Each year, as we approach the anniversary of the events of September 11, 2001, I always debate with myself on whether or not to write something about that day. I believe it is necessary to remember all of those who gave their lives on that day, and those who gave their lives because of that day, but I also think that we can use days like this for healing.
Last night a friend posted a photo on Facebook of the lights that shine up from the place where the Twin Towers used to stand. Under the photo he wrote, “will never forget… will never forgive…” I responded that we are commanded by Christ to forgive and if we do not forgive then we are no better than those who did this. We are no better because we will be filled with hate, the same hatred that drove those men to fly those planes into the buildings, the Pentagon, and the field in Shanksville, Pennsylvania. Hatred is tremendously destructive and has no place in the lives of a Christian.
Over the last few days, I have been writing about transforming our lives to be more Christ-like. Turning away from hatred is part of that transformation and I suppose it is one of the hardest things that Christ commands us to do. And, I will add, we not only have to forgive, but we have to pray for those who hates us. We have to pray for those who are trying to destroy us, because if we don’t, then we have destroyed ourselves. We destroy ourselves with hatred that turns our heart into stone.
Hatred is easy, and it takes no thought at all, but love, on the other hand, takes an enormous amount of work, and that is the work we are called to. I can still remember that day. It is as clear in my mind as this day is. I remember exactly where I was, and what I felt on that day. I was mad but at the same time I was scared and terribly sad. It’s reasonable to be angry and want to exact justice on those who had done this terrible thing. It is reasonable to want to hate those who took so many innocent lives, but that hatred needs to be turned, and forgiveness needs to start. It is not instantaneous, but it needs to happen or it will destroy us.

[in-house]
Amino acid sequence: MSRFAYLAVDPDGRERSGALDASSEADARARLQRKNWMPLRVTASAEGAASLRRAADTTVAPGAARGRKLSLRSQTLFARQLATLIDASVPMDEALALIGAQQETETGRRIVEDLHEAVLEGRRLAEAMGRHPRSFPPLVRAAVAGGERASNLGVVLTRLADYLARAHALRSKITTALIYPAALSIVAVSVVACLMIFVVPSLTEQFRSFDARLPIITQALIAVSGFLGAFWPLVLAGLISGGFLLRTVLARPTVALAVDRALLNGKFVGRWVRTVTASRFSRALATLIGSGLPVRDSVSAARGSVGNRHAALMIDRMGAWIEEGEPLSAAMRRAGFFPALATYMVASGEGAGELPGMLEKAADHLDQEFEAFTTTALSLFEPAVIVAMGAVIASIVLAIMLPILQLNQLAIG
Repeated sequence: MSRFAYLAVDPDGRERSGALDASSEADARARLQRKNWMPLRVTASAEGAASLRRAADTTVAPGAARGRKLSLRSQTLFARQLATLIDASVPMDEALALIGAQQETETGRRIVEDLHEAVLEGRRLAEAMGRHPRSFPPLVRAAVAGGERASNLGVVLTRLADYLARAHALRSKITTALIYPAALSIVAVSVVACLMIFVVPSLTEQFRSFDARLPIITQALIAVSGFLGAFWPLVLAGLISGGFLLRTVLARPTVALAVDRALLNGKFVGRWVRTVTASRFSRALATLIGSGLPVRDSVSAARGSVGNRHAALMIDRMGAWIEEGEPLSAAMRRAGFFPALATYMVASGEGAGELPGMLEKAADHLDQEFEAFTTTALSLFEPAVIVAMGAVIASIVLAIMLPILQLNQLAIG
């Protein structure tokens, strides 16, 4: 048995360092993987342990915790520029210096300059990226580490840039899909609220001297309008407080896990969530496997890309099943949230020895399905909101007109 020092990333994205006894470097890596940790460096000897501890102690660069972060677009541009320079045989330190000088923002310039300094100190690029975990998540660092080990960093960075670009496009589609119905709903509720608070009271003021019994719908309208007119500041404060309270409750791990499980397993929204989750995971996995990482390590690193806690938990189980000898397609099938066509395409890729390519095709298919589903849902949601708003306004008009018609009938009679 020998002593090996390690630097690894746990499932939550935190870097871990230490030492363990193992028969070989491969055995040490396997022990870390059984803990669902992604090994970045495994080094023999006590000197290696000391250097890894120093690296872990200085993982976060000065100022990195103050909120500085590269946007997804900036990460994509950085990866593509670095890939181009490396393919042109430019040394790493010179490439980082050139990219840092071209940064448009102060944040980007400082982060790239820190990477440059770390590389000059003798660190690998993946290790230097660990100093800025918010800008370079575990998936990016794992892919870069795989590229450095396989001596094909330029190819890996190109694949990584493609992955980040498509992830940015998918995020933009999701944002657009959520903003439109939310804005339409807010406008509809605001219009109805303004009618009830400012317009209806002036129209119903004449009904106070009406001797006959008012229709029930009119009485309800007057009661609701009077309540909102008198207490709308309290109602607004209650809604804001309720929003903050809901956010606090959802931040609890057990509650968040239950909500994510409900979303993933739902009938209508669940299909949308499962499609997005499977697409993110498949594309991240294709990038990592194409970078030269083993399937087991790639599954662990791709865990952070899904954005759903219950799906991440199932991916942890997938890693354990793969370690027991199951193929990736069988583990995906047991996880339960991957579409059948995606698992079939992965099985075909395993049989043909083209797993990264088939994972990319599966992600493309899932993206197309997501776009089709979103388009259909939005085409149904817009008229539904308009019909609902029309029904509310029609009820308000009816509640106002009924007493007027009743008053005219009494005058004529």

As we do with most things in our lives, we turn to Jesus as our example. On the last day of his life, He had been beaten and mocked by the Roman soldiers, and He had been abandoned by His closest friends. As He was hanging on the Cross he looked down at those who had just put Him there, and He asked His Father to forgive them for what they had done. This is exactly what we have to do, we have to forgive, but we don’t have to forget, and we should never forget.
As we pause, during this day, to remember those whose lives were lost on that day, take time to ask God to help you to heal the hatred that you might have in your heart, not just for this but for every situation. Pray for those who are trying to take our lives and pray for all of us.